It is difficult to be clear on some of these issues just where the Labour Party stands. I welcome the broad area of agreement across the House, but it is no use shutting our eyes to some significant differences. I will give one example from what the hon. Member for Norwood said about illegal immigration. I understood him to say that the policy of his party is to give a general amnesty. In saying that is he also giving the right to what would be many thousands of dependants to come to this country? These are questions that must be put to the Opposition, and the country must draw its own conclusions.

The country might also draw its own conclusions from the strange fact that no Liberal voice has been raised in this debate today. We look forward to hearing on another occasion the maiden speech by the Liberal spokesman on Home Affairs. I understand his difficulties today. But when the Liberals are getting up so often and criticising us, or even the previous Government, the least that we can ask is that one of them might come along and be given time in what is the only big occasion that we have in the next few months for a general debate on this vital subject. This fact also should not be lost on the country.

I want to talk about immigration before coming to race relations. As my right hon. Friend the Home Secretary said, the feature of 1973 so far has been a substantial reduction—about 30 per cent. if we leave out of account the Uganda expulsions—in Commonwealth permanent immigration for settlement compared with last year. This is due partly to the 1971 Act being fully in force. As my hon. Friend the Member for Bolton, West (Mr. Redmond) pointed out, the Act is very much in operation now in a number of respects. My right hon. Friend underlined straight away the radical changes that the Act has made in our system.

In parallel with the Act being in force we are engaged in a general firming up of our system of control in various ways, as my right hon. Friend indicated—in particular relating to students, some of whom—fortunately a small minority, but still a significant number—have been trying to take advantage of our system.

My hon. Friend the Member for Nottingham, South, referred to insurance cards, which form another clear loophole that we are anxious to close. Discussions with the Department of Health and Social Security are still proceeding regarding the details of the closer liaison that we are developing. I hope that that liaison will soon be in force. I am sure that that will also be beneficial in stopping up another undesirable loophole.

There are two main concerns in the House and the country about the general immigration scene. One centres on the Indian sub-continent, which has been mentioned in the debate. We all know of the continuing pressures there and of the unfortunate amount of deception and subterfuge that is employed in trying to evade our controls. These are facts of life that we must face.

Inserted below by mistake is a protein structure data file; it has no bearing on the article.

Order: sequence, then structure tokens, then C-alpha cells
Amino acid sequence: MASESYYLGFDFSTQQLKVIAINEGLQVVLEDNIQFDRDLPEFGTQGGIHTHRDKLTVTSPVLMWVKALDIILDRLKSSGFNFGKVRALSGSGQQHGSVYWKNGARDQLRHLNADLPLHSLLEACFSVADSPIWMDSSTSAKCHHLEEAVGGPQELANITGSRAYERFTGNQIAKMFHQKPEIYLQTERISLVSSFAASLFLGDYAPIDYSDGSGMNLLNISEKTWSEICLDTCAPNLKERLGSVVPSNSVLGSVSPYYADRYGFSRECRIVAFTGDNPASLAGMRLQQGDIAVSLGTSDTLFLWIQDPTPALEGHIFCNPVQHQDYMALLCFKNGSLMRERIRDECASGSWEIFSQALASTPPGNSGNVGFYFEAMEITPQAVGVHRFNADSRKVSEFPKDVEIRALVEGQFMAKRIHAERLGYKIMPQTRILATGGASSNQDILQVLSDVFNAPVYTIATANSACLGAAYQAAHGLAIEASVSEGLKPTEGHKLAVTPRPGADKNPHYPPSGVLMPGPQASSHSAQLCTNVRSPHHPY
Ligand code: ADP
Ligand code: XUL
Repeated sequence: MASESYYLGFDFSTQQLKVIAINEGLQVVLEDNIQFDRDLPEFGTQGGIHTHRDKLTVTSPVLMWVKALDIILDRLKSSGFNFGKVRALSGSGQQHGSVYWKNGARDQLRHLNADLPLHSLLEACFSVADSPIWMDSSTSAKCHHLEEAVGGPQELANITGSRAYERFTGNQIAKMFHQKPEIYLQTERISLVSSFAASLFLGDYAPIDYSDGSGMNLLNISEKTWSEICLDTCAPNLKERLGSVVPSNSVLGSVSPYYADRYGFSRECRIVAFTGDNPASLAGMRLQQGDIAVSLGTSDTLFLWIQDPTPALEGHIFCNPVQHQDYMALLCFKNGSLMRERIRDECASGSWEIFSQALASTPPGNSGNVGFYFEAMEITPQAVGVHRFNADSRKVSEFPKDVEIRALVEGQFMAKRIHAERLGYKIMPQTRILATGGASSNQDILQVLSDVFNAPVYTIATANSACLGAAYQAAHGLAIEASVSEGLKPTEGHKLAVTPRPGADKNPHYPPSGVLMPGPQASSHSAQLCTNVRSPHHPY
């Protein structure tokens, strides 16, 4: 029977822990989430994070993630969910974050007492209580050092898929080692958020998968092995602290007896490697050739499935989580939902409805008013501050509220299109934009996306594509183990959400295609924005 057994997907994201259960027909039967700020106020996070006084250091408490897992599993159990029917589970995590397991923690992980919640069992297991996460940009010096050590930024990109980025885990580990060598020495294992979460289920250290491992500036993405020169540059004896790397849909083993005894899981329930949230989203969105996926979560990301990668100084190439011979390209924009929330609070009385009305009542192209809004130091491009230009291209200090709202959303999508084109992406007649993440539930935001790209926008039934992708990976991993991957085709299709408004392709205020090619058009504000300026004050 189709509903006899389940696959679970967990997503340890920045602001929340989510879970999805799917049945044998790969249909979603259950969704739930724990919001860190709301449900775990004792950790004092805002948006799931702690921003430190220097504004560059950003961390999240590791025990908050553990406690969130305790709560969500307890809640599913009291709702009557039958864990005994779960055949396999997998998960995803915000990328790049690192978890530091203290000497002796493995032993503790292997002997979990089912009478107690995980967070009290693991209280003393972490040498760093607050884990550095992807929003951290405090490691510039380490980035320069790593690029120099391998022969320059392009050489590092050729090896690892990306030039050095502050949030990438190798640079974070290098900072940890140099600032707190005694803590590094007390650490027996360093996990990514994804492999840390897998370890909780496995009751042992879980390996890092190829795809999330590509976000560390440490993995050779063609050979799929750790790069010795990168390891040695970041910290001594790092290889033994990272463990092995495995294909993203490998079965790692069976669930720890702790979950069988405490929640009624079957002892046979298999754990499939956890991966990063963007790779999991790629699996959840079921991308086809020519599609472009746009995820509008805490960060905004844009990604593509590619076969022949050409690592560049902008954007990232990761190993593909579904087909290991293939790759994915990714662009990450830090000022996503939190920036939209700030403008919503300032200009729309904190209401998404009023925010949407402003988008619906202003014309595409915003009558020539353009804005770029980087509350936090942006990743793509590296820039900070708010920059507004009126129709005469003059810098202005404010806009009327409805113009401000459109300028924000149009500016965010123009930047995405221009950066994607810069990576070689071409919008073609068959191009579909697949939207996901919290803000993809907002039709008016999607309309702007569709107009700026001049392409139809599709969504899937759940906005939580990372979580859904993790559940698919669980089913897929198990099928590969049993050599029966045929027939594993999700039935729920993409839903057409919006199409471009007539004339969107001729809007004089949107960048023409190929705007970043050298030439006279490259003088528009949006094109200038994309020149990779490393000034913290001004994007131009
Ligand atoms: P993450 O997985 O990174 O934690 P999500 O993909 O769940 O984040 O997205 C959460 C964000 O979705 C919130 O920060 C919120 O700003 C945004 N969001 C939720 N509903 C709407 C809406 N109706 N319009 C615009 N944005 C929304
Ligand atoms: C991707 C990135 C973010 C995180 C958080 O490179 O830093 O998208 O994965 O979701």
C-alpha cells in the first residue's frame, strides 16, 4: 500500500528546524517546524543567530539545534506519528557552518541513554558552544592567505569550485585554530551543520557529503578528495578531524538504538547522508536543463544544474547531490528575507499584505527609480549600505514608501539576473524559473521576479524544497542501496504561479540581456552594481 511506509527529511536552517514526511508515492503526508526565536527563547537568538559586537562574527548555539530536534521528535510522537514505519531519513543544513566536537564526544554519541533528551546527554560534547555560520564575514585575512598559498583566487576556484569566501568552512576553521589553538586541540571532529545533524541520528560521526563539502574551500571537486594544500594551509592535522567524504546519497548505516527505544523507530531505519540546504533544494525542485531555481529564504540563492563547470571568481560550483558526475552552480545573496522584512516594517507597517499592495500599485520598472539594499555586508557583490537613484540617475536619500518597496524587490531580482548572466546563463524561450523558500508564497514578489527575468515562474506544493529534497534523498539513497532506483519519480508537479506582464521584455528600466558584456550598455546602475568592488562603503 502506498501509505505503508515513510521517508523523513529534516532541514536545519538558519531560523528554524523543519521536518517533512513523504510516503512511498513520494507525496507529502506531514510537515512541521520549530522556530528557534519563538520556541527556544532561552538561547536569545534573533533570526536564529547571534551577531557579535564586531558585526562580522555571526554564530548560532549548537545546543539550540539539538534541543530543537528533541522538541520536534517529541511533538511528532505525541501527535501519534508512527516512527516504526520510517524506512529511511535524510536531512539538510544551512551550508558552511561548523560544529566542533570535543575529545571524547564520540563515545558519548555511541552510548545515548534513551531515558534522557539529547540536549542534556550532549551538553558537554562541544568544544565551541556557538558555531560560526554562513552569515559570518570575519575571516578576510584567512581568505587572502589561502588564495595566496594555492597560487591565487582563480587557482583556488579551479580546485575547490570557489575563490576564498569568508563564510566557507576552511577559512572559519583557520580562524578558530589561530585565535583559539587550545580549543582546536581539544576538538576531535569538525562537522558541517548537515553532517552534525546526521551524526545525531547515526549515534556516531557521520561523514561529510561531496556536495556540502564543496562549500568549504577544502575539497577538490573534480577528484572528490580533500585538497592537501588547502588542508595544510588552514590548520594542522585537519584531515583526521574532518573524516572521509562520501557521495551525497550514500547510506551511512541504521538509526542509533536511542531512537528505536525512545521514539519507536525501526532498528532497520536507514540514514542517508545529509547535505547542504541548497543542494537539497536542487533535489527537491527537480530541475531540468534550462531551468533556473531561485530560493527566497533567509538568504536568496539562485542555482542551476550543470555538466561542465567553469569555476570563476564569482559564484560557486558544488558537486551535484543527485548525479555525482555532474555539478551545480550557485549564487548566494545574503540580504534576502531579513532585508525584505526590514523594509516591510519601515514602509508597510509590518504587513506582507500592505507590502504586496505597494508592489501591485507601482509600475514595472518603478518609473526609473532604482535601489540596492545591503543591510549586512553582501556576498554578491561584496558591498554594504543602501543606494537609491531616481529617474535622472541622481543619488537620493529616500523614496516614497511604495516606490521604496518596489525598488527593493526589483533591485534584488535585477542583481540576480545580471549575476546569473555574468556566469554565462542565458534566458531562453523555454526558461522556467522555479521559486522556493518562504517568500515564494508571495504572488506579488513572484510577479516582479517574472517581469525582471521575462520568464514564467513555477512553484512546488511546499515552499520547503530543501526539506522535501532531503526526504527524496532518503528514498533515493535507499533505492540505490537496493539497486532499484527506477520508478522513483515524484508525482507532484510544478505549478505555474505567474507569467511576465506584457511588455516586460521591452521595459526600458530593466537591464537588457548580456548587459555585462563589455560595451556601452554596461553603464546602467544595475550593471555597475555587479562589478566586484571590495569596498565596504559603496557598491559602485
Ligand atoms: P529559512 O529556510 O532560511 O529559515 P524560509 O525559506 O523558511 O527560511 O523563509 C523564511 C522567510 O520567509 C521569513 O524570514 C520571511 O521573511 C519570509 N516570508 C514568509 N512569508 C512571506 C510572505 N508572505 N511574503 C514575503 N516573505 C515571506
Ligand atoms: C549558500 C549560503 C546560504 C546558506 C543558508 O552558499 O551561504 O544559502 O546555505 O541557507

I am particularly glad to have the chance of going to the sub-continent early next month to make the best assessment that I can of the whole situation there. I particularly wish to thank—I hope that I have the appreciation of the House with me in this—the work that our staff in the posts there are doing in difficult circumstances.

I shall be looking particularly at the situation of dependants underlined by my right hon. Friend the Member for Ashford (Mr. Deedes). I shall also be looking at the way in which the appeals system is working out there. I shall, of course, look at the problem of delays which has been mentioned by hon. Members on both sides of the House. It seems unavoidable at this time, when trying to operate a fair system and when so many methods are being used to get round it, that delays should occur. Our staff there, whatever their number—we have increased the staff in our posts in Delhi, Islamabad and Dacca in the last few years—must be very careful in checking details and eliminating bogus applicants, so that some delays are inevitable. But I note what has been said by a number of hon. Members and I will look out for that, too, when I am in the sub-continent. The other thing that I want to do there is to talk to the three Governments to see whether more can be done at the beginning of this wretched trade—the far end—in illegal immigration to stamp it out or at least greatly to diminish its scale.

When one reads the pathetic stories, as I have to do, of the men who are caught up in this, and whom we are steadily returning to their own countries when they have been found out here, it is worth trying any new measures at either end which might help to cut it down. That is in addition to the steps that my right hon. Friend mentioned to tighten our defences at this end, particularly in liaison with the authorities on the other side of the Channel.